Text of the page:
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Standard Photo Edit - Desaturate

1. Open Image
2. Remove Noise as required – I use Noise Ninja at the following settings - Strength: 7, Smoothness: 6, Contrast 8,
USM Amount 173, USM Radius: .5, Turbo mode
3. Perform basic cleanup using healing tools. I really only clean up large areas and do not go into the very small
details. But you can clean up as preferred.
4. Flatten image
5. Duplicate layer
6. Paint duplicated layer completely black using opacity 100%, and Flow: 100%
7. Change Layer Blend Mode to Saturation, Change layer Opacity to 50-60%, I typically use 60%, flatten image
8. Duplicate Layer, Change Blend Mode to Multiply, Play with layer opacity as needed I usually stay within 70-100%
(95% of the time I leave it at 100% but if it looks too dark, then play with the opacity to preference)
9. Add layer mask (white mask) to duplicated layer
10. Choose paint brush, color black, Soft edge, Change brush Opacity to 35-40%, Flow 61%, paint highlighted areas
on photo. I find using a larger brush to cover the entire highlight area shows the best results. Instead of
painting with small strokes. So you may have to change your brush size back and forth during this process.
Paint over areas as many times as needed to achieve look you want. Note that you can also paint over dark
areas at this stage to lighten them up if the darks are bleeding together, vary your opacity and flow accordingly.
11. Flatten image
12. Add a Brightness layer, Increase Brightness to 38-40
13. Press CTRL “I” to invert the brightness layer mask to black
14. Choose a white brush at 100% and paint on the whites of the eyes and teeth to whiten to preference. Using the
same brush settings, One nice trick here to make the eyes pop more is to paint an arc (or “smile” ) on the
bottom half of the iris (colored part of the eye). This really adds a nice look to the eyes and overall image. See
image below (I’ve exaggerated the contrast to show the arc)

15.
16. Flatten Image
17. Duplicate layer
18. Apply Filter-Blur-Surface Blur – Radius 3, Threshold 11, on duplicated layer, hit ok
19. Change layer opacity to 25-35% or Fade surface blur to 25-35% in CS4
20. Apply layer mask (white) to Blurred layer
21. Paint at 100% with black brush to bring back details that the surface blur may have removed (eyes, hair, teeth,
clothes). I typically only leave the surface blur on the skin areas
22. Flatten Image
23. Add a subtle vignetting- Filter-Distort-Lens Correction-Vignette at amount -55 at the least, but I have gone as
high as -100 on the vignetting.
24. Perform Levels Step – Ensure right slider is at start of image data (usually slide to the left slightly)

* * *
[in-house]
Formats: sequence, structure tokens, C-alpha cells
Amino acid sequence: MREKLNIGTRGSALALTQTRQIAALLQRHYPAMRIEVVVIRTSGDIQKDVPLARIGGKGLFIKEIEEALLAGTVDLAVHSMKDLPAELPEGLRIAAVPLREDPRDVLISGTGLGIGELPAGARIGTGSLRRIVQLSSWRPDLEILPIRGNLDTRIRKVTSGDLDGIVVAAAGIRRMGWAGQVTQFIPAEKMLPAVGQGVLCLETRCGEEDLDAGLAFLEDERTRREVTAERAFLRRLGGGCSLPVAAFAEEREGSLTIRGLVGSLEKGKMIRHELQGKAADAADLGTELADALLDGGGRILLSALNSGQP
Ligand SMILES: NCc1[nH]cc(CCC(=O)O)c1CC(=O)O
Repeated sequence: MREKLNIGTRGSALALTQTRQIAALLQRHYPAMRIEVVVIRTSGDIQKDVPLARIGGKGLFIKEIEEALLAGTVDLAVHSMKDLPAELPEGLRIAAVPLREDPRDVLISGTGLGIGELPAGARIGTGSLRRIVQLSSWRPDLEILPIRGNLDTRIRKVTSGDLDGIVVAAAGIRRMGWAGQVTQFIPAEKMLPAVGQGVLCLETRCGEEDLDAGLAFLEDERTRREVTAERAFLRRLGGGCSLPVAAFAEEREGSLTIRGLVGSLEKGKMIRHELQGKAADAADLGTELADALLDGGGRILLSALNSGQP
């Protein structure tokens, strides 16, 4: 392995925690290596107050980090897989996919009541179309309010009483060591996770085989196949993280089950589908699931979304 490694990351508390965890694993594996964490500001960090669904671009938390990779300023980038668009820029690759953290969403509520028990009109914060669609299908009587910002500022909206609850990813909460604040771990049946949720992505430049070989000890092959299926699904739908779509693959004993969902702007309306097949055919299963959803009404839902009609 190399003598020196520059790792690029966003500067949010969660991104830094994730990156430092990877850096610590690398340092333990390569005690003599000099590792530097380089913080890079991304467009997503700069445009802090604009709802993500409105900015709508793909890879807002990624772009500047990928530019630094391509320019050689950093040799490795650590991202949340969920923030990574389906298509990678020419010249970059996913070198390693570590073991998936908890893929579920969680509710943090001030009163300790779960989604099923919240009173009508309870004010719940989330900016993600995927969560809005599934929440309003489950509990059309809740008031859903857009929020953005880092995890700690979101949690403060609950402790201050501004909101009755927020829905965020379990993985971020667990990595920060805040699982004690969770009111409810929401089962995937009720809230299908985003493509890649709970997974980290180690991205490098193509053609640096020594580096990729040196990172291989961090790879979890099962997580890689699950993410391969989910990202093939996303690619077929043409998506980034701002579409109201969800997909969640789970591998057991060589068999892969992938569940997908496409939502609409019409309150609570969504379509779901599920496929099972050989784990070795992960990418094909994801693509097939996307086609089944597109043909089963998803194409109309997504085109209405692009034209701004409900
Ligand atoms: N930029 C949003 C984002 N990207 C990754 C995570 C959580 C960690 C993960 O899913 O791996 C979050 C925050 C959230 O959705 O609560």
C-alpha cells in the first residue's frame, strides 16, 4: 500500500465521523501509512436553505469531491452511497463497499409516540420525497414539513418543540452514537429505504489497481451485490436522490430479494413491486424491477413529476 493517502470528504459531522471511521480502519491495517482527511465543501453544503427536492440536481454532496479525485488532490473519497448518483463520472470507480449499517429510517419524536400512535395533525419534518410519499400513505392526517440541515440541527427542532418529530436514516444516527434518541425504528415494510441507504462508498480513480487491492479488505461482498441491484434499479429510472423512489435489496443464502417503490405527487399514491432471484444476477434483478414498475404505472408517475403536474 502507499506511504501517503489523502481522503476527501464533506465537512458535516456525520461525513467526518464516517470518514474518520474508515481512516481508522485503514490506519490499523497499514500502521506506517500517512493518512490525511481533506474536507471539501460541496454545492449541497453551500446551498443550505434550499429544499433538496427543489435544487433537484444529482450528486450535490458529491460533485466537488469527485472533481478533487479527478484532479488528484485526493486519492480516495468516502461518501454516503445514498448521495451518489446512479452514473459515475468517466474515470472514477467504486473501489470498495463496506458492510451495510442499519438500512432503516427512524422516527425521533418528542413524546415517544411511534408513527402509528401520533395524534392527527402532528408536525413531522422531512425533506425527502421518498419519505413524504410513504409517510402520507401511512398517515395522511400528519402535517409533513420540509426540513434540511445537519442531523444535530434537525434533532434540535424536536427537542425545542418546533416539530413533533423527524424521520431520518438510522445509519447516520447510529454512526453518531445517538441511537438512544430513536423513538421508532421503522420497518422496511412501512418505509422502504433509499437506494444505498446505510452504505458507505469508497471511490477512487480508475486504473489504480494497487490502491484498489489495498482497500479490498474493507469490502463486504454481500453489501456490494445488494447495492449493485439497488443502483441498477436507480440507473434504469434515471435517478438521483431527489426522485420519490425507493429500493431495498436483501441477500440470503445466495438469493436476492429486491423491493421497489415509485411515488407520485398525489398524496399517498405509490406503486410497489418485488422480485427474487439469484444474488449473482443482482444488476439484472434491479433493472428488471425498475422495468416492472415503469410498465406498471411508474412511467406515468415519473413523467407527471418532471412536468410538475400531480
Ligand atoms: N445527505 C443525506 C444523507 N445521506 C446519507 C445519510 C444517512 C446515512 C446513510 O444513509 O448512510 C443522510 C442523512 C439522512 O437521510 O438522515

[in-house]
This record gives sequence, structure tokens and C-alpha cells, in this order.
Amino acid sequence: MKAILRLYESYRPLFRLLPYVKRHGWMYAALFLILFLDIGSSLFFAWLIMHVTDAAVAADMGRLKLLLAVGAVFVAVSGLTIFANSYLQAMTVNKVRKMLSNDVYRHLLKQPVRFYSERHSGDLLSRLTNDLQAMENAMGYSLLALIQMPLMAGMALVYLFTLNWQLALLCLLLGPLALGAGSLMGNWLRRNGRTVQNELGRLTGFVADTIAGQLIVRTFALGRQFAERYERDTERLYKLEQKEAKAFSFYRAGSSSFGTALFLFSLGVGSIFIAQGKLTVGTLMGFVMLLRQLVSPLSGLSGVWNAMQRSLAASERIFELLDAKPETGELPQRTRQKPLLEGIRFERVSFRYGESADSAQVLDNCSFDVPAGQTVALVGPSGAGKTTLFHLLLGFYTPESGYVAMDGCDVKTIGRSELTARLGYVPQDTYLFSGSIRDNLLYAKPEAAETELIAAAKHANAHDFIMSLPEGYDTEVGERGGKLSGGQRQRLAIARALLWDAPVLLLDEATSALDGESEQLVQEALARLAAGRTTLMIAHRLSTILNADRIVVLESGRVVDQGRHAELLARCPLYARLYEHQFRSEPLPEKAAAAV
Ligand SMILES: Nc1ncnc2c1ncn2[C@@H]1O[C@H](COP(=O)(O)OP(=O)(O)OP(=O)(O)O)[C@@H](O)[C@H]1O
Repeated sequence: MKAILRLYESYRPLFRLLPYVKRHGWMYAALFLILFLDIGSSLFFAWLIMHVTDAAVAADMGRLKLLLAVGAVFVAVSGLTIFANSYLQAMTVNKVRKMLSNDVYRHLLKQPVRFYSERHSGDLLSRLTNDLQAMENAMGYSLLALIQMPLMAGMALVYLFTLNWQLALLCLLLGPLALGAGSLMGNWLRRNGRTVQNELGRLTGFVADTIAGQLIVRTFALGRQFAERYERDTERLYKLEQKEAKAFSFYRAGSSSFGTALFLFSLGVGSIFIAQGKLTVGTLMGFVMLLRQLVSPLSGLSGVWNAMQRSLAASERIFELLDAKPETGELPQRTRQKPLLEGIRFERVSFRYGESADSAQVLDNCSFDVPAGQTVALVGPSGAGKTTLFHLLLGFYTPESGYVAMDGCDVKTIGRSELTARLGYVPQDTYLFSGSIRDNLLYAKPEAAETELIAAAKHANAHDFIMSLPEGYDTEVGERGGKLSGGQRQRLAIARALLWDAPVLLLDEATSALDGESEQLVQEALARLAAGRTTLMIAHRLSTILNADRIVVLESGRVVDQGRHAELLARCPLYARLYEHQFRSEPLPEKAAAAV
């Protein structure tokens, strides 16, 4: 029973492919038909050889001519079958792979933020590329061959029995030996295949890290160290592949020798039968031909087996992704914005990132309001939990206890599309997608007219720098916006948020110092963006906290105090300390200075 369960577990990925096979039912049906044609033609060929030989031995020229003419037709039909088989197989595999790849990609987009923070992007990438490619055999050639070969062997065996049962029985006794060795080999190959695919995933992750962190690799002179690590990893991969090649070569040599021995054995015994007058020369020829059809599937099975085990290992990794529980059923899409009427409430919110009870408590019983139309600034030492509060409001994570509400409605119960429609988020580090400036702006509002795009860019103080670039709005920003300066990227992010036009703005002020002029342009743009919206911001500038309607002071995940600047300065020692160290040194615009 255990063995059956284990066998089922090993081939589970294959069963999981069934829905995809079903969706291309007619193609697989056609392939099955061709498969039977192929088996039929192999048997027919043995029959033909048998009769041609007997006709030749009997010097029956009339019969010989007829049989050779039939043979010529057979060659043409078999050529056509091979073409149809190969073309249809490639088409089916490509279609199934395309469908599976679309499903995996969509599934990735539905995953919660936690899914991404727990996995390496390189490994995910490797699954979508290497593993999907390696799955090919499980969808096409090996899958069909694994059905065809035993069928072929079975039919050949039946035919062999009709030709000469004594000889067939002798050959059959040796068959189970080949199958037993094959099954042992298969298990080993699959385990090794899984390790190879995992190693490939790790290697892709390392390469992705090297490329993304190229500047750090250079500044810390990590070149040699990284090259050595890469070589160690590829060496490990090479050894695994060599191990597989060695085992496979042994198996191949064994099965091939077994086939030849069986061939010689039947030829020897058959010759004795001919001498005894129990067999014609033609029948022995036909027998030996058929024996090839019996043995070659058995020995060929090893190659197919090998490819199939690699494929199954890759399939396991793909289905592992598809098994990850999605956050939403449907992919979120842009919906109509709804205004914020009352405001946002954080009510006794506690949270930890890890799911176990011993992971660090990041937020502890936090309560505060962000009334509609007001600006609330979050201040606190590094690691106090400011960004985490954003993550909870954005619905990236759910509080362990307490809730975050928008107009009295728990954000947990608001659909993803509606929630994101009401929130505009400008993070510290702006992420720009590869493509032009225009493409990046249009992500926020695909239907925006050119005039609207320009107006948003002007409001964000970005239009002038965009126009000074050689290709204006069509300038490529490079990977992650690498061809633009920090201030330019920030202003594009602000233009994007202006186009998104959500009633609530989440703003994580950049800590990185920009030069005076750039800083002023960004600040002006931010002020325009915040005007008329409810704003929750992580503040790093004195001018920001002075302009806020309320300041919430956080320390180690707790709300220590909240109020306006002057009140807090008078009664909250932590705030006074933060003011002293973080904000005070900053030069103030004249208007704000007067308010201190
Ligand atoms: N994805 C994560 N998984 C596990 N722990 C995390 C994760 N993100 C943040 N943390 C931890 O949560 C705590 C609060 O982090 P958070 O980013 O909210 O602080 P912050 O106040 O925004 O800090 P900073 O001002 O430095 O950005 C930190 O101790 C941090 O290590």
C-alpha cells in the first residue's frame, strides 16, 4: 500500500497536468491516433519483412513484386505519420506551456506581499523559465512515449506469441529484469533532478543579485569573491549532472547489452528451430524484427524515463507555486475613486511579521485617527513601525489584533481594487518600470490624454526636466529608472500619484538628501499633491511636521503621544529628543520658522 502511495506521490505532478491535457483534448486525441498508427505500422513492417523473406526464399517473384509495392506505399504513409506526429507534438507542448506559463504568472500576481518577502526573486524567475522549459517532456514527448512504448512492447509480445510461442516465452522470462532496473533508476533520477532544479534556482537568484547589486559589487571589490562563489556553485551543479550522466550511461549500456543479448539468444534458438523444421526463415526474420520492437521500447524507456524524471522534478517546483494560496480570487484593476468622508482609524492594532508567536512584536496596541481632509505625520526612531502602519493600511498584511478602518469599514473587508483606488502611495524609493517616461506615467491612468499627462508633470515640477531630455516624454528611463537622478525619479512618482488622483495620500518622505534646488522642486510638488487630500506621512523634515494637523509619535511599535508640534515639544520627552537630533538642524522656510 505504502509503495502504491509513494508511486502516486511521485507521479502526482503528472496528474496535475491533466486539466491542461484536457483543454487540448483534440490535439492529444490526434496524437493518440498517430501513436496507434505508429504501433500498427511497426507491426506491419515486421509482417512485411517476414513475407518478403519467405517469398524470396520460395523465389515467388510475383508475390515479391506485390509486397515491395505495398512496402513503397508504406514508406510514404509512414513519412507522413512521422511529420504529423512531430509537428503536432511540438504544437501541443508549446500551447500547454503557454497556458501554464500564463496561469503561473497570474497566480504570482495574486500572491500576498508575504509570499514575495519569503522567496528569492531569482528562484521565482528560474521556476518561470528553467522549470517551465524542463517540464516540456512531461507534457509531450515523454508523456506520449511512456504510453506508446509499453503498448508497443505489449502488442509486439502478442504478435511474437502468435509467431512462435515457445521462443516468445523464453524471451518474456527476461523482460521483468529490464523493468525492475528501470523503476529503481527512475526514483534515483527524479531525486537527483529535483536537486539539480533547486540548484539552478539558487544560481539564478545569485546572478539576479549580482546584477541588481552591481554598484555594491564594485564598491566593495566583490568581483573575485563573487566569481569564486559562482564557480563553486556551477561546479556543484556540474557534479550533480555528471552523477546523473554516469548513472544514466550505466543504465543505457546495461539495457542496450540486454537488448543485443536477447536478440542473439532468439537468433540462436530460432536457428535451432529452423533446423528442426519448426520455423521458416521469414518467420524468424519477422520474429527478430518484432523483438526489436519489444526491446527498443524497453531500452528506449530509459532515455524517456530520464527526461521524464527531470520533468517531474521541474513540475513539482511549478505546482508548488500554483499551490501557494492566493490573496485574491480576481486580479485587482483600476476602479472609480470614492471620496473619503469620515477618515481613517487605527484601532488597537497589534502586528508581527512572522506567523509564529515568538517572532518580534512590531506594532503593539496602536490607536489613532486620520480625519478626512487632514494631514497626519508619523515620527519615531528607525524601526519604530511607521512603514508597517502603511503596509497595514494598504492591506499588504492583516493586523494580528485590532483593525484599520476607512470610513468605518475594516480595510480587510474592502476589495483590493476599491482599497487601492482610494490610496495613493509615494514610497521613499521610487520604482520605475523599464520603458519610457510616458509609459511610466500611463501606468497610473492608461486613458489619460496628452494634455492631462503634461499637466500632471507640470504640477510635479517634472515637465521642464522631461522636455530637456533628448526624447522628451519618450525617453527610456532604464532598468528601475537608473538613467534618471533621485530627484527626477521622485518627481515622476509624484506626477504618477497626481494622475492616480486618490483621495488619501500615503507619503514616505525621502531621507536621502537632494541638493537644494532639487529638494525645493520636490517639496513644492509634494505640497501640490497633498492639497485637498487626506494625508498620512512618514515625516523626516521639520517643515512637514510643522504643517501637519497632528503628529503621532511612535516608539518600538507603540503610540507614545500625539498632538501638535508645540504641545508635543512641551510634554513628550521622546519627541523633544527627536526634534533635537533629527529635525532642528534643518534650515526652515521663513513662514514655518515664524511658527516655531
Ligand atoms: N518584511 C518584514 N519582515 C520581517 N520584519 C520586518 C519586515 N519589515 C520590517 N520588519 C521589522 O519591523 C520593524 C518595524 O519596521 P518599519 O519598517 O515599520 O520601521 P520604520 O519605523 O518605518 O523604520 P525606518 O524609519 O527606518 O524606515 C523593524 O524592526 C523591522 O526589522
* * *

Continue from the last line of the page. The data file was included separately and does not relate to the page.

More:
25. Perform Curves adjustment - I usually just grab the line at the very middle and pull up slightly to lighten image a
bit. If you’re more well versed, you can play around with the curves more.
26. PS CS4 only - Add Vibrance Adjustment – Usually in the range of 60-80%
27. Apply a Luminance mask (Read the link below for full instructions)
http://goodlight.us/writing/luminositymasks/luminositymasks-1.html
28. Apply Luminance mask by clicking on Channels Tab
29. Then CTRL Click on RGB thumbnail- This should create the walking ants on your photo defining the selection
30. Click the Save Selection button at the bottom of the Channels palette (square with white dot in the center). A
channel called "Alpha 1" will appear in the Channels palette.
31. Double click on the name "Alpha 1" and type "Lights" and then hit the ENTER key to rename this channel (Figure
4).
32. Click the RGB Channel to make it active and to restore the color view of the image (Figure 4).
33. Type Ctrl+D to turn off the marching ants.
34. Click on “Lights” channel to activate the Luminance mask
35. Create Curves Adjustment layer- use standard “S” curve to preference
36. Dodge and burn for final tweaking if needed.
37. I next use the software Dynamic Photo HDR
38. File- Create New HDRI- Add Images- Pick your photo
39. Click on Auto Adaptive, check auto update- OK
40. Click on Single image Processing –Pseudo HDR

41.
42. Shown above are my default settings within Dynamic Photo HDR. You can tweak to your preferences.
43. Click “Process” when you have an image you like
44. Save image
45. Open Image up in Photoshop
46. Apply Noise Ninja to achieve the desired surface smoothness. See below for my default settings
47.
48. If you don’t have Noise Ninja, you can try to achieve the same type of final surface smoothness using Surface
Blur. But for my workflow I use Noise Ninja to the default settings shown above.
49. Processing Complete.
50. Final note: What I’ve noticed is that the color and shading transitions can be smoother at the end if the
image is processed a bit darker before importing to Dynamic Photo HDR. DPHDR will brighten the image
considerably. So you can experiment with processing the photo a bit darker and see which result you like better.